Another aspect of the present method comprises the contacting of a test compound that exhibits binding affinity for the polypeptide with a first subpopulation of host cells transfected with an expression vector encoding such polypeptide. Such first subpopulation of host cells is examined for the number and size of lipid droplets formed to determine if lipid droplet formation is enhanced in the first subpopulation relative to a second subpopulation that is not contacted with such compound. Alternatively, the first subpopulation of host cells may be transfected with a lower MOI than used in the adenoviral library assay method described above, for example, using an MOI lower that that used in the library screening method. The method can be adapted using an MOI titration to determine the activity of the test compound. Exemplary MOIs can range from 0-10%, 10-20%, 20-50% of the standard MOI. By using an MOI that is insufficient to induce lipid droplet formation in the transfected subpopulation of host cells, the present method is capable of a more sensitive determination of compounds that induce lipid drop formation.
 Compounds that exhibit binding affinity for the polypeptide and enhance the formation of lipid droplets in the first subpopulation of host cells treated with said compound relative to a control untreated subpopulation of host cells are selected as drug candidate compounds. The control subpopulation of host cells is preferably transfected using the same MOI as the first subpopulation of host cells.
 In another aspect of the present invention, one or more test compounds are contacted with a corresponding number of one or more first subpopulations of host cells transfected with an expression vector encoding a polynucleotide identified in the library screening methods. Examples of expression vectors to be used include expression vectors comprising a polynucleotide sequence of SEQ ID NO: 14 or SEQ ID NO: 16. The test compounds in accordance with this method may or may not have been previously identified as having any binding affinity to the aforesaid polypeptides or polynucleotides.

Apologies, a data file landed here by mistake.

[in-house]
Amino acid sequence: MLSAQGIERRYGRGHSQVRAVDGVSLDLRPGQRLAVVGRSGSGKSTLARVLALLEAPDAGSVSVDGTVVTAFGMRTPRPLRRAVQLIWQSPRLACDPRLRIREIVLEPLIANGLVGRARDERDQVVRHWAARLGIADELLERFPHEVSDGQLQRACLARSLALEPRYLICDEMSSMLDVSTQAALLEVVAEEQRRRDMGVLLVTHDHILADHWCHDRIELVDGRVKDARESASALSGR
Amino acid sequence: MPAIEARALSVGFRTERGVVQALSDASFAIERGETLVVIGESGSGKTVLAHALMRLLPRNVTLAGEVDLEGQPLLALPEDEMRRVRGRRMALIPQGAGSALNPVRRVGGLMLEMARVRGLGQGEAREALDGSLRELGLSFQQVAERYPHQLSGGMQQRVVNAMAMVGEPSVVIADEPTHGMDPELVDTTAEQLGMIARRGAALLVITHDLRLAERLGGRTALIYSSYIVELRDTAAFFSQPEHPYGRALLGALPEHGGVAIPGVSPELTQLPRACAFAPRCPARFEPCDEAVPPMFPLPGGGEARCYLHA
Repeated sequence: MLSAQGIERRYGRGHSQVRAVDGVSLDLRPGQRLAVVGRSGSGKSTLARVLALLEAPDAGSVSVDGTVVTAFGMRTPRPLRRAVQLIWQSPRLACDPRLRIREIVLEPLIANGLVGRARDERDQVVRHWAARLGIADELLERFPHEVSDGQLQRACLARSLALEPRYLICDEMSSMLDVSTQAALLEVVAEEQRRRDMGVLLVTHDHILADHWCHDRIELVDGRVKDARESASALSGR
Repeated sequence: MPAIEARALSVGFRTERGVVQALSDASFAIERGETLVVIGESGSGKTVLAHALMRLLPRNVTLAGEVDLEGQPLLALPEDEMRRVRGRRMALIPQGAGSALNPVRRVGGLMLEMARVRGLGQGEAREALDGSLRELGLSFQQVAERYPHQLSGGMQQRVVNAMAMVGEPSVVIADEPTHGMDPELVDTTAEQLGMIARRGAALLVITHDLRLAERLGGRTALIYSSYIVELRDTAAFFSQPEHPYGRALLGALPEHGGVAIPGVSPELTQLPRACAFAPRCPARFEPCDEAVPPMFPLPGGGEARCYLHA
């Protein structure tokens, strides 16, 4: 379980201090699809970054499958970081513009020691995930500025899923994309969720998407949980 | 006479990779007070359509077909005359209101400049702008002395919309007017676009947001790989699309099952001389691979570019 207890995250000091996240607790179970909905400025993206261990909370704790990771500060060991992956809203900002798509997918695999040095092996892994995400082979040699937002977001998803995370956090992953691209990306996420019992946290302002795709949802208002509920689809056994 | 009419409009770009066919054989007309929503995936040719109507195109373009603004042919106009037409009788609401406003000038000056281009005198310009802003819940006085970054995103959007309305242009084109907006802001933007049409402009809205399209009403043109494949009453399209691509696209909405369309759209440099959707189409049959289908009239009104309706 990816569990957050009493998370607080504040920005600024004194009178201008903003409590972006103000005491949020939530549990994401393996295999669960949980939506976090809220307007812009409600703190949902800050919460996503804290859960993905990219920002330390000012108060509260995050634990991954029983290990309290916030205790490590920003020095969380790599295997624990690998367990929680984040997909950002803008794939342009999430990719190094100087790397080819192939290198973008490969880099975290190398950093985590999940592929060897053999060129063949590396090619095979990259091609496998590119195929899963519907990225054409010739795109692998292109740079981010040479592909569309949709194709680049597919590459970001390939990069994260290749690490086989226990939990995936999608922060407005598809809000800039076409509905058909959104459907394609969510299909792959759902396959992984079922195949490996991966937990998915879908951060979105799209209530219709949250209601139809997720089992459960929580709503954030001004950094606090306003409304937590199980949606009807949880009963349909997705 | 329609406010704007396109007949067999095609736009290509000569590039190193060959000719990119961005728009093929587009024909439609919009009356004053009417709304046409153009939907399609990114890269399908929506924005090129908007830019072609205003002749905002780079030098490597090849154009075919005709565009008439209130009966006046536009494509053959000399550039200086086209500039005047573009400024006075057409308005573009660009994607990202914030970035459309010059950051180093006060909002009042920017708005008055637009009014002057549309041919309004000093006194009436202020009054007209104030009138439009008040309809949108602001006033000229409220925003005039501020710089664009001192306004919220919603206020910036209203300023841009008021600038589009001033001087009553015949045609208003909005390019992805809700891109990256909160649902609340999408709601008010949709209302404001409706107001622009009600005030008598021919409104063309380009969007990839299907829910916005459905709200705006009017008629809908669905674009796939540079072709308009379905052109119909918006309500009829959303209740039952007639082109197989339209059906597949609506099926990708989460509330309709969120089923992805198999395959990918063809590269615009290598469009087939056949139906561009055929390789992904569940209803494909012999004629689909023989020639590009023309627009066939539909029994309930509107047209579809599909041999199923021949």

A drug candidate compound is selected from those compounds that enhance the formation of lipid droplets in the first subpopulation of host cells relative to a second subpopulation of host cells that have not been contacted with such compound. In an alternative aspect of the present invention, a drug candidate compound is selected from those compounds that induce an increase in expression of mRNA encoded by a polynucleotide identified using the above-described library screening method in a first subpopulation of cells relative to expression of said mRNA in a second subpopulation of host cells that has not been contacted with such test compound, The preferred mRNA populations measured in this method are encoded by a polynucleotide comprising a sequence of SEQ ID NO: 14 or SEQ ID NO: 16. The level of expression of mRNA can be measured by a variety of methods known in the art.
 Depending on the size of the initial unselected library, once an adenoviral library of genes has been reduced to a reasonable number of candidates by in vitro assays, the adenoviruses can be tested in appropriate animal models. Examples of animal models that can be used include models for Alzheimer's disease, arteriosclerosis, cancer metastasis, and Parkinson's disease. In addition, transgenic animals which have altered expression of endogenous or exogenous genes including mice with gene(s) that have been inactivated, animals with cancers implanted at specific sites, human bone marrow chimeric mice such as NOD-SCID mice, and the like can be used. As additional testing is required, the stocks of candidate adenoviruses can be increased by passaging the adenoviruses under the appropriate transcomplementing conditions. Depending on the animal model used, adenoviral vectors or mixtures of pre-selected pools of adenoviral vectors can be applied or administered at appropriate sites such as lung in non-human primates (Sene, et al. (1995)
 In the present invention, a variety of well known animal models of diabetes and obesity can be used to test the efficacy of the drug candidate compounds, including the polypeptides, nucleic acids, antibodies, and agonists and antagonists of the target molecules. The in vivo nature of such models makes them particularly predictive of responses in human patients. Animal models include both non-recombinant and recombinant (transgenic) animals. Non-recombinant animal models include, for example, rodent, e.g., murine models.